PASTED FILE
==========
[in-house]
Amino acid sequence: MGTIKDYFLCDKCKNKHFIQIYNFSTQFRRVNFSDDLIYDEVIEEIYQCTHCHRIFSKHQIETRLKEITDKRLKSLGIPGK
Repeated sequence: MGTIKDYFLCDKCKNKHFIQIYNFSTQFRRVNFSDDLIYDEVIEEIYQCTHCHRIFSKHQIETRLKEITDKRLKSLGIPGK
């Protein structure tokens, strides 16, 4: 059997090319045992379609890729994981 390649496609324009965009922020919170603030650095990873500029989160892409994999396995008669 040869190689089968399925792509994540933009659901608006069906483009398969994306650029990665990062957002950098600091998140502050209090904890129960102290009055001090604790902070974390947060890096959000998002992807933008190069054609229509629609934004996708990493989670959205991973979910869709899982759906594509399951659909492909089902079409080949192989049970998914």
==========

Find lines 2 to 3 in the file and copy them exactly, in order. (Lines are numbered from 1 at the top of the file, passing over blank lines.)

Amino acid sequence: MGTIKDYFLCDKCKNKHFIQIYNFSTQFRRVNFSDDLIYDEVIEEIYQCTHCHRIFSKHQIETRLKEITDKRLKSLGIPGK
Repeated sequence: MGTIKDYFLCDKCKNKHFIQIYNFSTQFRRVNFSDDLIYDEVIEEIYQCTHCHRIFSKHQIETRLKEITDKRLKSLGIPGK